The concert proceeded without a hitch, and The Who were not informed of the fatalities until after the show. “If it had happened inside, I would never have played again,” Who guitarist Pete Townshend later remarked. (source)


A disastrous 1992 gig in Montreal featuring two of the era’s biggest douche-rock bands—Guns N’ Roses and Metallica—ended in street riots and police tear gas. Metallica cut their set short after singer James Hetfield suffered severe burns from stage pyrotechnics. An angry and hungry crowd of over 50,000 then waited more than two hours for Gun N’ Roses, who also cut their set short after singer Axl Rose complained of vocal problems. The furious crowd poured out into the streets, smashing and bashing and looting and setting fires until a cadre of club-wielding cops eventually beat them into docility.


Sometimes the march of time does not always signify progress. The original Woodstock Festival in 1969 featured Janis Joplin and Jimi Hendrix and was billed as “Three Days of Peace & Music.” Its lame retread 30 years later—Woodstock 99—featured Limp Bizkit and the Insane Clown Posse and comprised four days of gang rape, bonfires, and breaking stuff. According to MTV’s Kurt Loder:

It was dangerous to be around. The whole scene was scary. There were just waves of hatred bouncing around the place….It was like a concentration camp. To get in, you get frisked to make sure you’re not bringing in any water or food that would prevent you from buying from their outrageously priced booths. You wallow around in garbage and human waste. There was a palpable mood of anger.


In 2003 at a tiny packed club in the dead of an icy Rhode Island winter, tireless 80s hair-rockers Great White took the stage in front of a totally awesome pyrotechnics show that set the ceiling’s flammable insulation foam ablaze less than a minute after the band kicked into their first song. At first many attendees thought the flames were part of the show until the blaze spread through the entire smoke-filled club. In their frantic rush to exit the club, 100 died from either heat, asphyxiation, or being trampled. A Providence TV station eventually settled with the victims’ families for $30 million because their cameraman blocked the main exit by continuing to film the unfolding calamity.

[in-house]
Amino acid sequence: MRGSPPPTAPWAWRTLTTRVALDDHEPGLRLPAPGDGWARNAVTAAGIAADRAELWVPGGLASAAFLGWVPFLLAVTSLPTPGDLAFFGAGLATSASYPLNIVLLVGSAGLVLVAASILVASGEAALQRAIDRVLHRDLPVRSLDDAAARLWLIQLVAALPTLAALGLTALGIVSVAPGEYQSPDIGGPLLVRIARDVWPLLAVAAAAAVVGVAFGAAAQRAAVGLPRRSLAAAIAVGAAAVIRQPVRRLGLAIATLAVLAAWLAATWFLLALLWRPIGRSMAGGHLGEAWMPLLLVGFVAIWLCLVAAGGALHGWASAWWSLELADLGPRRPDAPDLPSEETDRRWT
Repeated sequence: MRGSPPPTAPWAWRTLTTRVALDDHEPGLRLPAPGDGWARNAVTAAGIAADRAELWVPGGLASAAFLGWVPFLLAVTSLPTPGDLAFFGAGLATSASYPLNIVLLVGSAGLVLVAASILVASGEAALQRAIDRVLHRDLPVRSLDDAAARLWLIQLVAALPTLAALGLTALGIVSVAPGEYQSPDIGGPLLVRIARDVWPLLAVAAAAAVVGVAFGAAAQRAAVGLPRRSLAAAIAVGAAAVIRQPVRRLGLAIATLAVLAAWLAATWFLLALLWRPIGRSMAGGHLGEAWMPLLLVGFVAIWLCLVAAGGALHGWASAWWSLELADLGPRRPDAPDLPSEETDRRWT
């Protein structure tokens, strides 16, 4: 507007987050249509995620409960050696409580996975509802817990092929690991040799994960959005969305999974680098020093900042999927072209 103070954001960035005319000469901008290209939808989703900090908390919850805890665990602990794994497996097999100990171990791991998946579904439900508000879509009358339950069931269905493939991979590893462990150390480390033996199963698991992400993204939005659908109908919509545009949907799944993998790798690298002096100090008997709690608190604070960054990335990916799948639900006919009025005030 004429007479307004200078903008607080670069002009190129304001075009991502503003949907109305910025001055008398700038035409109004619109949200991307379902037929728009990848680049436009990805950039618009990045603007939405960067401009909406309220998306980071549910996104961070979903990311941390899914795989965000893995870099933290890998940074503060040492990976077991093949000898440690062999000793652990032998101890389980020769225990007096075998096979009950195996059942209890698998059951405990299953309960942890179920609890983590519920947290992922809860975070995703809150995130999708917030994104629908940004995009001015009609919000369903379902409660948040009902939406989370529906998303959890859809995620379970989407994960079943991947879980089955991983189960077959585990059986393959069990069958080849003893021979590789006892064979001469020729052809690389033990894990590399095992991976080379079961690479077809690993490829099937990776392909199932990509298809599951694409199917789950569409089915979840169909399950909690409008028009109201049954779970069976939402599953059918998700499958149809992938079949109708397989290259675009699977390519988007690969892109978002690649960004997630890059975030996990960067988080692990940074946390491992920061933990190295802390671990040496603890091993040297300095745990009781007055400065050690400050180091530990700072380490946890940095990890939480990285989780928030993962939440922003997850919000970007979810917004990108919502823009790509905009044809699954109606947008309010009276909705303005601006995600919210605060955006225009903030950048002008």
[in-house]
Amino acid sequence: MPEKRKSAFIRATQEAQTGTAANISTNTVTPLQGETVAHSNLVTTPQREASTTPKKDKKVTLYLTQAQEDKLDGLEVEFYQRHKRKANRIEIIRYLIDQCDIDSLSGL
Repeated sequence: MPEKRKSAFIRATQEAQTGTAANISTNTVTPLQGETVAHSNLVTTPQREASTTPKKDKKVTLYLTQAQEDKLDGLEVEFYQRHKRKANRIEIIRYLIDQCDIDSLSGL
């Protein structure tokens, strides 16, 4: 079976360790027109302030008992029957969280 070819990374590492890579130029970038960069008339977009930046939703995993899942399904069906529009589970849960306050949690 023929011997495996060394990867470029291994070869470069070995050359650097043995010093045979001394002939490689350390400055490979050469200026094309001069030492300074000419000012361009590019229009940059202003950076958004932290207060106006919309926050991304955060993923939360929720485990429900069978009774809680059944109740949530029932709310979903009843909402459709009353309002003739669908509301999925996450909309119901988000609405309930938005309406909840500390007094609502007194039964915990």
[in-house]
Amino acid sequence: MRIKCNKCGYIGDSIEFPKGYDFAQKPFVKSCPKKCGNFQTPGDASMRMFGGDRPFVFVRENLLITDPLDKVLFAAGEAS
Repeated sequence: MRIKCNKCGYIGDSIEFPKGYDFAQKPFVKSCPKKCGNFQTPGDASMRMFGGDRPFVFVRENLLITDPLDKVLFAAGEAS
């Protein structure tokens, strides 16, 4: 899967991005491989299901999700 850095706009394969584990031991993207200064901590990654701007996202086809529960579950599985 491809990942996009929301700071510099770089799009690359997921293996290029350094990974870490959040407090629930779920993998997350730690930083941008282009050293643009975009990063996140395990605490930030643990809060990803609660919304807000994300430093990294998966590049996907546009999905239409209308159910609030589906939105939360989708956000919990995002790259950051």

Guitarist “Dimebag” Darrell Abbott, formerly of aggro metal band Pantera, was shot dead onstage by a schizophrenic ex-Marine one night in December 2004 while Abbott’s new band Damageplan were performing their first song. The Marine—who allegedly claimed Pantera had stolen his lyrics—managed to kill five people before being taken out with a single shotgun blast from an Ohio cop. (source)


During a thunderstorm at the Indiana State Fair in 2011 as the band Sugarland were waiting to perform, a vicious wind gust collapsed the stage, fatally crushing seven people and injuring 58 more. (source)


On New Year’s Day 2009 at a nightclub in Bangkok, 66 people died as a fire swallowed the club whole. They’d assembled to watch a band called Burn. (source)


The deadliest concert fire in world history happened in the bowels of Boston’s Cocoanut Grove nightclub in 1942. As a singer was performing downstairs, a fire suddenly swept through Cocoanut Grove, killing an astonishing 492 people. Some were crushed to death in their panic to escape. Some were caught completely unawares, and their charred corpses were found sitting at their tables with drinks in their hands, killed so quickly by smoke and fire that they didn’t even have a chance to move. (source) Thought Catalog Logo Mark